JoNova

A science presenter, writer, speaker & former TV host; author of The Skeptic's Handbook (over 200,000 copies distributed & available in 15 languages).


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Another La Nina? Climate models just flummoxed. This is not supposed to happen!

We can hear the angst and confusion — Another “nasty La Nina?”, “Something weird is going on”, “They (La Ninas) don’t know when to leave”. Oh no!

These are not the words we’d expect to hear from experts who can 97% predict the climate a century from now. The bad news for the modelers is that the climate on Earth seems to be controlled more by the Pacific Oscillation than anything else and they have no idea what drives that pattern, so they can’t predict it more than a few months ahead, and sometimes not even then. And if they can’t predict the Pacific — they can’t predict anything. The hottest of hot years are El Nino, and the coldest years are La Nina and the greatest modelers the world-has-ever-known still get their barbecue summers wrong. The droughts, the floods and the bushfires follow the swinging surface water of the worlds largest ocean. Whenever they happen, the models say “climate change” but the models never tell us which will hit us this time next year.

So here we are with hints that there might be another La Nina, a third in a row, and Oh-the-disappointment! The modelers thought there […]

Do winds control the climate or does the ocean control the wind? Kininmonth on England 2014.

William Kininmonth essentially says that it’s possible that the trade winds have changed the climate, but asks why the winds themselves changed. Kininmonth explains that the ocean is much larger and holds much more heat than the atmosphere, and that the ocean drives the winds rather than the other way around. He points out again (as he did before here so eloquently in more detail) that what the paper describes is what we’ve known for a long time about the ENSO patterns and the Pacific Decadal Oscillation (PDO): when an El Nino Strikes, trade winds fall, ocean surface doesn’t turn over as much, the ocean surface is warmer, and the air stays hot above. When La Nina’s occur, trade winds speed up, the ocean stirs, and the cold deep water takes the heat out of the surface of the ocean and the air above.

His points are:

“Natural variability” is hardly a credible, useful scientific explanation. The IPCC said natural variability was small, so if it is larger now, then it was also larger during the rest of the 20th Century? This reduces the effect CO2 had earlier (and the effect it will have in future).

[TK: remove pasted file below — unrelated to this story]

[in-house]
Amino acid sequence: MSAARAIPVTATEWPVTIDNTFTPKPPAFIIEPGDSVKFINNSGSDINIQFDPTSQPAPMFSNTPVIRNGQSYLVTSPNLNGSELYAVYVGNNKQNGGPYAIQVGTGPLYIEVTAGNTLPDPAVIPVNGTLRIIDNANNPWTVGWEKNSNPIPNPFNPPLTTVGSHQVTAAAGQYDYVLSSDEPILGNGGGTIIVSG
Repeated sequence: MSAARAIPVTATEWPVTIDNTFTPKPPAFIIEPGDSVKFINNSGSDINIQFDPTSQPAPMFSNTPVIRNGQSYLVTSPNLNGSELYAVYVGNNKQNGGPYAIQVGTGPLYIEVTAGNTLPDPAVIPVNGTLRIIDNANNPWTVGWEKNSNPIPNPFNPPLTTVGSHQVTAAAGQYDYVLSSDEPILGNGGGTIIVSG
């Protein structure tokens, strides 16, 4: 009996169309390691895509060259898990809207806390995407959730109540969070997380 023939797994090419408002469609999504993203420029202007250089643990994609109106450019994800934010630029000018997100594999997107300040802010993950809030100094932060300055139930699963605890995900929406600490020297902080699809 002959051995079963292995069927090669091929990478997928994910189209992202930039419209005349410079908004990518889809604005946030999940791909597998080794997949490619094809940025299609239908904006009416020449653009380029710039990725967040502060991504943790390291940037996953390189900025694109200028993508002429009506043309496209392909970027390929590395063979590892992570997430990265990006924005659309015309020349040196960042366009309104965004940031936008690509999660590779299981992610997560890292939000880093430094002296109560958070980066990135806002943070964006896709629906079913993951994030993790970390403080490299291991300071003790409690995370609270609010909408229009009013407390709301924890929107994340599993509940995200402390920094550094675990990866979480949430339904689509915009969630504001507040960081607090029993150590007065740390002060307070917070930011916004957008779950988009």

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Guest […]

Can the Moon change our climate? Can tides in the atmosphere solve the mystery of ENSO?

Image by Luc Viatour www.Lucnix.be

The Moon has such a big effect — moving 70% of the matter on the Earth’s surface every day, that it seems like the bleeding obvious to suggest that just maybe, it also affects the air, the wind, and causes atmospheric tides. Yet the climate models assume the effect is zero or close to it.

Indeed, it seems so obvious, it’s a “surely they have studied this before” moment. Though, as you’ll see, the reason lunar effects may have been ignored is not just “lunar-politics” and a lack of funding, but because it’s also seriously complex. Keep your brain engaged…

Ian Wilson and Nikolay Sidorenkov have published a provocative paper, Long-Term Lunar Atmospheric Tides in the Southern Hemisphere. It’s an epic effort of 14,000 words and a gallery of graphs. As these atmospheric tides swirl around the planet they appear to be creating standing waves of abnormal air-pressure that slowly circle the planet, once every 18 years. If this is right, then it could be the key to finally understanding, and one day predicting, the mysterious Pacific ENSO pattern that so affects the global climate. Even at this early stage, brave predictions are on […]

Does the PDO drive global temps, and is there a Siberian connection?

This is a post for those who like the intellectual stimulation of unraveling the cause and effect links at the bleeding edge. It’s a weekend puzzle.